• Contacts are crucial.

Like some game developers, I am very much anti-social, and it has been my undoing too many times. Again, I was lucky to have some contacts with the local tech-community group… most of whom ultimately couldn’t provide any tips or help in advertising or reaching other outlets, but at least they allowed me to list the event in their monthly newsletter (shout out to S.M. for single-handedly making the Facebook calendar pages). I also used affordable Google Adwords and spammed with Twitter, with minimal success.

But my grand hope was for all of Canada to get involved. And many from across Canada did signup for a monthly newsletter, but ultimately did not proceed to join the active discussion. What I really needed here was direct contact with other game developer groups, which do seem to exist in every city. REAL contacts… trying to send friendly emails made it clear that most were not looking to collaborate with outside groups. Even schools, which seemed the best source, did not respond both locally and abroad, despite my interrupting classes to talk directly to students about the event.

This all relates to another point below, but my point here is that having friends to trust in helping you spread the word and rally groups, not just locally but abroad, is crucial, not only for game jams, but advertising and community outreach in general. I may never get this right, which I am certain makes me ill-suited to leading such a charge. I am forever thankful to the few who took the lead (shoutout to S.W.) in moving the event forward where I stumbled.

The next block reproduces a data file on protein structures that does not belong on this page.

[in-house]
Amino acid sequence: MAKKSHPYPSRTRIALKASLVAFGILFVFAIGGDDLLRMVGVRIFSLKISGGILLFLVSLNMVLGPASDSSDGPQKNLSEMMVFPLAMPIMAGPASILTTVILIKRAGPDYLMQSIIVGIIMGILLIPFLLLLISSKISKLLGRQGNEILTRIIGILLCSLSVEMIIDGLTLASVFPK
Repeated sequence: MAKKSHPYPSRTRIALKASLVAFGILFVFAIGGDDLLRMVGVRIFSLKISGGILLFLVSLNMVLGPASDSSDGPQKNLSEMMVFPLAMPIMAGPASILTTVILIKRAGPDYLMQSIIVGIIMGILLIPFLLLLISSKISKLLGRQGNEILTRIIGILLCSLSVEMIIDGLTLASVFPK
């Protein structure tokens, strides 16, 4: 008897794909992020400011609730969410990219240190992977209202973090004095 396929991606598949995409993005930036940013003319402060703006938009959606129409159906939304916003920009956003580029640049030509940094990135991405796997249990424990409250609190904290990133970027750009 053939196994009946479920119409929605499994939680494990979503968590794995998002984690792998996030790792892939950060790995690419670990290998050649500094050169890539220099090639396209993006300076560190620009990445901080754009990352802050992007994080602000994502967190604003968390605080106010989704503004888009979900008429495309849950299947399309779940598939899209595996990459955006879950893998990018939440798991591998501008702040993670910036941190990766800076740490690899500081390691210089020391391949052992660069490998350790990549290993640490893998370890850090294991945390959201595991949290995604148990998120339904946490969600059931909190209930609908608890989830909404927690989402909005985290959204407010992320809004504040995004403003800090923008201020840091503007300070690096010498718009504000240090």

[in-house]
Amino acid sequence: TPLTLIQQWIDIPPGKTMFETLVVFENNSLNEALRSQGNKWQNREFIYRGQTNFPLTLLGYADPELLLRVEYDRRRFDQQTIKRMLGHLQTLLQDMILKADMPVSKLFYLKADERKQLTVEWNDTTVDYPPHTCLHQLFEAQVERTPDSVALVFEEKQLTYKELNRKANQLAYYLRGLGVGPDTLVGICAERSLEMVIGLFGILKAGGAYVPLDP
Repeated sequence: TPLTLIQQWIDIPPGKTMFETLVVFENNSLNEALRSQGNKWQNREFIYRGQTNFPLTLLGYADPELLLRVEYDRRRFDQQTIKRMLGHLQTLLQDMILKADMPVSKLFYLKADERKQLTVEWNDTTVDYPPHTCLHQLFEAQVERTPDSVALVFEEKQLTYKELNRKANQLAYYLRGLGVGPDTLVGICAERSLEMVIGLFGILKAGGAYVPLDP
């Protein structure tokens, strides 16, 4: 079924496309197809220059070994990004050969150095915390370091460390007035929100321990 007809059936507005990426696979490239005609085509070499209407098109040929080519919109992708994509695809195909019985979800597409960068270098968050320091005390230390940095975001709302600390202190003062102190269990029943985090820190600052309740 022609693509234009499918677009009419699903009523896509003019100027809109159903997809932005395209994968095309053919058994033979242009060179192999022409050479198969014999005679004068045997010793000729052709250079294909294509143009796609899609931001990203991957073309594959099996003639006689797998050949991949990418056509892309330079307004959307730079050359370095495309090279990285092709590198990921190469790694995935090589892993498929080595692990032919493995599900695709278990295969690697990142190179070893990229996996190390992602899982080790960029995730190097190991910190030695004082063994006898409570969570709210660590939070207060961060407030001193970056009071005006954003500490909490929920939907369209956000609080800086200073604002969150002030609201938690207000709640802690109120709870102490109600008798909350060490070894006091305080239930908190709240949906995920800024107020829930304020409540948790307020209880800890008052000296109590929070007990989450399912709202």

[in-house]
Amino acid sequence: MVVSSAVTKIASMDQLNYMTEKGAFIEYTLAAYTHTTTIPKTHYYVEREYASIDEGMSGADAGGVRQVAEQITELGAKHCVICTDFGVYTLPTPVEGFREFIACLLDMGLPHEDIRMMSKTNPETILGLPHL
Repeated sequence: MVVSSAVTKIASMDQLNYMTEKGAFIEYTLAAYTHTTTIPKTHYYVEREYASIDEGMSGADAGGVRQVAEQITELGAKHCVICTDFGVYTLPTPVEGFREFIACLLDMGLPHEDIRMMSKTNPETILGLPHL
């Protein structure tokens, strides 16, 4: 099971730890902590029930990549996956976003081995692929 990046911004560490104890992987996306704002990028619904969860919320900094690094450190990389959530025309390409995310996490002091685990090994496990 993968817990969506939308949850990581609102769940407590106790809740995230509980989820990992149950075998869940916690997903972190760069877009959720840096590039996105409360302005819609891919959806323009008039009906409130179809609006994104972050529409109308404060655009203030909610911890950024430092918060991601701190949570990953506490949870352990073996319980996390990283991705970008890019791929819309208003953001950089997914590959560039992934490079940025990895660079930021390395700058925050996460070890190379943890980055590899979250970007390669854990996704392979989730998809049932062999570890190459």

• Game jams are inherently broken.

This comment is a little strong, but I am referring to the output at the end of every game jam. Usually there’s a website that lists the catalog of submissions for people to try for free. They (usually) follow some shared theme in content or story.

… this shared theme concept works well for creative writing, filmmaking and art. For most mediums, there is one defined method to take in the content, be it by looking, watching, listening or other. It makes sense that the connecting tissue be through story, to make the viewer think about those connections in the back of their mind. But video games are different. For decades, there have been few standards: button layouts and input methods, processing power and operating systems all seem different between almost any game you play.

In the early discussions with the organizers of #canada150game, we knew there was an opportunity to improve the process to combine games a little better. We first considered to have a main hub, itself perhaps a stylized game or web browser, that made it easier or more sensible to switch between games (perhaps with a shared reward system) rather than simply listing game choices like a Amazon catalog. More interesting was the idea of a shared-control scheme. Consider Mario Maker, one of the most successful games on the WiiU console. It is fun to make new levels because everyone is familiar with the game and its systems, and enjoy challenging themselves creatively while confined to those rules. Additionally, levels can easily be combined to make world stages, because the control scheme was always identical => move forward/back, jump, action button if you had a certain power. That’s it. Simple and clean. Start one level, then start the next. In an hour, you can seamlessly play the work of hundreds of separate developer groups.